Crazy Rich Asians: Where Was the Movie Filmed?

The 2018 romantic dramedy ‘Crazy Rich Asians,’ directed by John M. Chu and adapted from Kevin Kwan’s novel of the same name, is a film bespectacled by palatial villas and jaw-dropping locales. The story follows Rachel Chu (Constance Wu), an economics professor at New York University, whose boyfriend, the high-profile Nick Young (Henry Golding), son of a wealthy Singaporean real-estate empire, takes her on a trip across the world to meet his family back home in Asia. Nick’s mother, Eleanor Young (Michelle Yeoh), offers the main resistance when it comes to the young couple’s love story. Stoic and severe, she looks upon Rachel’s commoner status among the rich affluence of the Young family as a misnomer for her son’s romantic interest.

Wild, funny, and outrageous, the film serves as an entertaining ride through the mad politics of a rich family stuck in their ways of what’s acceptable and what’s not. While you’re not being directed by this central tension, the rest is spent chewing on the scenery within the film. From one extravagant location to another, ‘Crazy Rich Asians’ throws up exotic locales that both impress and mystify in equal measure.

Crazy Rich Asians Filming Locations

Adhering to the narrative arc of ‘Crazy Rich Asians,’ Singapore is one of the main shooting locations, which is also where Kevin Kwan’s novel is primarily set. The production team tried to pinpoint places within all of Southeast Asia and eventually narrowed their sights on various locales in and around the island country, alongside its bustling neighbor, Malaysia. Using Malaysia as a location was warranted because of its cultural similarities with Singapore and its cheap production costs from the point of view of the team. Principal photography took place between April 24, 2017 and June 24, 2017.


The city-state of Singapore offers the right deluge of towering skyscrapers, pristinely lit nightscapes, and a tropical oasis necessary for a film that dives into the posher circles of wealth inhabited by the movie’s characters. This is established time and again in the numerous flyover shots of the city, immersing the audience in a world of indiscreet opulence. Sentosa Islands, a resort off of the Southern part of Singapore was used for a number of these shots. Being a tourist hotspot for its beaches and lush forests, it’s easy to see why the filmmakers were intent on it. It’s also prominent within the novel.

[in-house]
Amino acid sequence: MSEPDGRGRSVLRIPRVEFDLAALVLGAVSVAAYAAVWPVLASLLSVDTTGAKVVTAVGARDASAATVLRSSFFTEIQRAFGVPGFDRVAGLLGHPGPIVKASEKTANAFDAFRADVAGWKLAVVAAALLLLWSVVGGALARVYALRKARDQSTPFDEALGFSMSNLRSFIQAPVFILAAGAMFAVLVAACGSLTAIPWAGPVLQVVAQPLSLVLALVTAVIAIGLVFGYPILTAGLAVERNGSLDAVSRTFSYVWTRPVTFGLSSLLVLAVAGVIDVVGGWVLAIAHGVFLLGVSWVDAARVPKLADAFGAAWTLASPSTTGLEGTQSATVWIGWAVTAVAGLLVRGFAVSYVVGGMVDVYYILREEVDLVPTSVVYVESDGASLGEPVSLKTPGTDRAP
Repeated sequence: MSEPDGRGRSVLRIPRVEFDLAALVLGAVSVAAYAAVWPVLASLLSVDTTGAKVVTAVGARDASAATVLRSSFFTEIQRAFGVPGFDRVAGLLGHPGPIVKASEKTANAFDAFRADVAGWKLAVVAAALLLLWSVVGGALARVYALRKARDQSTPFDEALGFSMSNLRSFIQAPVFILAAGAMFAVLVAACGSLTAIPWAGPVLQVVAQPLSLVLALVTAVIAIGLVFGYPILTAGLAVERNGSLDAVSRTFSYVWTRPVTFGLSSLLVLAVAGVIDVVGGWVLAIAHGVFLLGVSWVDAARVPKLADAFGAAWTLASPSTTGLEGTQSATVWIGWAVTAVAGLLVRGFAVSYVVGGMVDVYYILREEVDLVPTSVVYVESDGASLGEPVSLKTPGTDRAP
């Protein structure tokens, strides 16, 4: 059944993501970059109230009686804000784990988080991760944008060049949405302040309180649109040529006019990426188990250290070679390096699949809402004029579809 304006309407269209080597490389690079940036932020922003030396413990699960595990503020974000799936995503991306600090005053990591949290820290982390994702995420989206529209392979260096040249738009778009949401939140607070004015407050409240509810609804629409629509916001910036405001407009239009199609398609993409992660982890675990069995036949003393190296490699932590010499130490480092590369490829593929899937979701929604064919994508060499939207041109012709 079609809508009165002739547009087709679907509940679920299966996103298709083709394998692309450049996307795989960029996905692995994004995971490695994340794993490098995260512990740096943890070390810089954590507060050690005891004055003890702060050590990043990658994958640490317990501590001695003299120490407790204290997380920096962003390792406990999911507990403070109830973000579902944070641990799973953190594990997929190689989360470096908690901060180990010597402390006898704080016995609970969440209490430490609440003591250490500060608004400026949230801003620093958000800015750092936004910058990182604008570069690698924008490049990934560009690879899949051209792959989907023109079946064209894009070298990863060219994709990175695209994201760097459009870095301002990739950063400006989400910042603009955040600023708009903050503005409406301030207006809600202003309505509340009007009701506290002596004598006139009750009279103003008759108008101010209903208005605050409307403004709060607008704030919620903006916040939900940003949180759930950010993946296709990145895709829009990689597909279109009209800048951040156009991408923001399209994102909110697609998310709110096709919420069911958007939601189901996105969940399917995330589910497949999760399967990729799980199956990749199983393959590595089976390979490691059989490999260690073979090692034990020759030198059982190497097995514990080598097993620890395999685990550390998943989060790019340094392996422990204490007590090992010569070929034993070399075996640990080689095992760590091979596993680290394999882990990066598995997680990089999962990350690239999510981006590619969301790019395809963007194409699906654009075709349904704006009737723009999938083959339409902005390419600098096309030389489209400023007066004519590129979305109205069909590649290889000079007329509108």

When Nick and Rachel arrive in Singapore for the first time, the illustrious Changi airport welcomes them after a long flight from New York. The airport is a popular destination in and of itself, featuring marvelous attractions like a butterfly habitat that could keep you entertained while you wait for your next flight.

For the local food court where Nick and Rachel head out with their friends Colin and Ariminta, Newton Food Centre, a popular hawker court comprising of 83 food stalls was used. The hustle and bustle of Newton’s attractive seafood and other delicacies can be seen by the number of people flocking to its interiors. In the scene following, when Nick and Rachel wake up in a hotel, The Raffles Hotel on Beach Road is where they are staying. On careful inspection, a blurred-out Raffles insignia can be seen on the bedside table when Nick and Rachel wake up next to each other.